See alsoEdit


  1. ^ a b c "Death toll of airstrike on Yemeni children's bus rises to 51, 79 wounded". Retrieved 10 August 2018.
  2. ^ a b "ICRC Yemen on Twitter". Twitter. Retrieved 10 August 2018.
  3. ^ "Schoolchildren riding bus among dozens killed in Saudi airstrike in Yemen | CBC News". CBC. Retrieved 10 August 2018.
  4. ^ a b c d e "Yemen: Dozens of civilians killed in school bus attack". Al Jazeera. 10 August 2018. Retrieved 10 August 2018.
  5. ^ a b "Strike on Yemen bus kills 29 children". BBC News. 9 August 2018. Retrieved 10 August 2018.
  6. ^ a b c Al-Mujahed, Ali; Raghavan, Sudarsan (9 August 2018). "Airstrike by U.S.-backed Saudi coalition on bus kills dozens of Yemeni children". The Washington Post. Retrieved 10 August 2018.
  7. ^ Borger, Julian (19 August 2018). "US supplied bomb that killed 40 children on Yemen school bus". the Guardian. Retrieved 17 September 2018.
  8. ^ a b Bomb that killed 40 children in Yemen was supplied by the US, August 17, 2018, CNN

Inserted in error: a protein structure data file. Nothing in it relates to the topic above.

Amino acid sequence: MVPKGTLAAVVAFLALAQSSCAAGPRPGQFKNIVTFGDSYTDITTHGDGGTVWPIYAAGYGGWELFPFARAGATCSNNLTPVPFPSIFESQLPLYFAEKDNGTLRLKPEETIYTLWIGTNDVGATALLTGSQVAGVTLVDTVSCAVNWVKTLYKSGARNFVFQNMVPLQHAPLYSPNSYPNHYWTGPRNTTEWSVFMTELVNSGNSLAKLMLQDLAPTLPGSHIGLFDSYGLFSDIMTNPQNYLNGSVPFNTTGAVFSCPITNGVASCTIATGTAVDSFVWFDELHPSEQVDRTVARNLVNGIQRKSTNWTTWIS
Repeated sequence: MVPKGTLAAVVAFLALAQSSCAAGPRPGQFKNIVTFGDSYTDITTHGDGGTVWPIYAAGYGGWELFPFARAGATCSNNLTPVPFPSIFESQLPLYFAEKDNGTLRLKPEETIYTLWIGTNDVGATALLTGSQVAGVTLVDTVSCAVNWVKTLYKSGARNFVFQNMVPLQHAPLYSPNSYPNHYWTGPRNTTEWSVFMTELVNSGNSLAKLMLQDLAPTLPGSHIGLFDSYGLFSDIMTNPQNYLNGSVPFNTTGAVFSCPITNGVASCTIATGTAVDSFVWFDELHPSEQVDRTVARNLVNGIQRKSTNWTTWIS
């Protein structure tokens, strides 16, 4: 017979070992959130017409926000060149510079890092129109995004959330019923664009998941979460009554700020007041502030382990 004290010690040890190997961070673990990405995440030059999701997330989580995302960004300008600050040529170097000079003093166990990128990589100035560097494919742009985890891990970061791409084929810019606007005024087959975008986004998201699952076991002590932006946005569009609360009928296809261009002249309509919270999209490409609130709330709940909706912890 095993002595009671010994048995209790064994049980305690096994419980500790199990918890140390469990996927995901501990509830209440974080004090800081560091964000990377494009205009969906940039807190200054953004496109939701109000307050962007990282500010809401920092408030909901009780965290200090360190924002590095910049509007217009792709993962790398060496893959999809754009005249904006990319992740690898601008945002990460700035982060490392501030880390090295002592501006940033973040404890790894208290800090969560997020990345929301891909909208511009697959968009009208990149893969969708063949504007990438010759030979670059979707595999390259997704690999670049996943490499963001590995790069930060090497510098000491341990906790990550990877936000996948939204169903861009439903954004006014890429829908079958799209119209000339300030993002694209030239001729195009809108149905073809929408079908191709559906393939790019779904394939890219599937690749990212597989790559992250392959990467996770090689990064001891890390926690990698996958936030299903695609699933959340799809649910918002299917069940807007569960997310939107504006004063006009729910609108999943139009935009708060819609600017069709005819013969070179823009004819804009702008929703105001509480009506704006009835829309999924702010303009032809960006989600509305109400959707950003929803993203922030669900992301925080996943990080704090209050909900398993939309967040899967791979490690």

9. ^ a b c d e f Dehghan, Saeed Kamali (9 August 2018). "Dozens dead in Yemen as bus carrying children hit by airstrike". The Guardian. Retrieved 10 August 2018.
  10. ^ Marsri, Lena (9 August 2018). "Saudi-led coalition airstrike kills dozens of children on bus in Yemen". ABC News. Retrieved 10 August 2018.
  11. ^ "Airstrike on children's bus is 'a low point' in Yemen war – UNICEF". Sky News. Retrieved 10 August 2018.
  12. ^ a b "Saudi coalition airstrike in Yemen kills 50, rebels say". Retrieved 13 August 2018.
  13. ^
  14. ^ "At least 29 children killed by Saudi-led air strike on Yemeni school bus". Middle East Eye. Retrieved 13 August 2018.
  15. ^ Reuters. "Saudi air strikes in Yemen described as 'grotesque'". Retrieved 13 August 2018.
  16. ^ Elbagir, Nima; Abdelaziz, Salma; McKenzie, Sheena; Munayyer, Waffa (13 August 2018). "The schoolboys in Yemen were chatting and laughing. Then came the airstrike". CNN. Retrieved 14 August 2018.
  17. ^ a b Post, The Jakarta. "Protests at funeral for Yemeni children killed in coalition strike". The Jakarta Post. Retrieved 14 August 2018.
  18. ^ "Saudi Coalition Bombs School Bus in Yemen, Killing Dozens". Retrieved 10 August 2018.
  19. ^ a b Beech, Eric (10 August 2018). Zargham, Mohammad (ed.). "U.S. calls on Saudi-led coalition to probe Yemen attack". Reuters. Retrieved 9 August 2018.
  20. ^ "'Mistakes' admitted in Yemen bus attack". BBC News. 1 September 2018. Retrieved 2 September 2018.
  21. ^
  22. ^
  23. ^ "Foreign Secretary defends UK-Saudi ties after Yemen bus deaths". BBC News. 22 August 2018.
  24. ^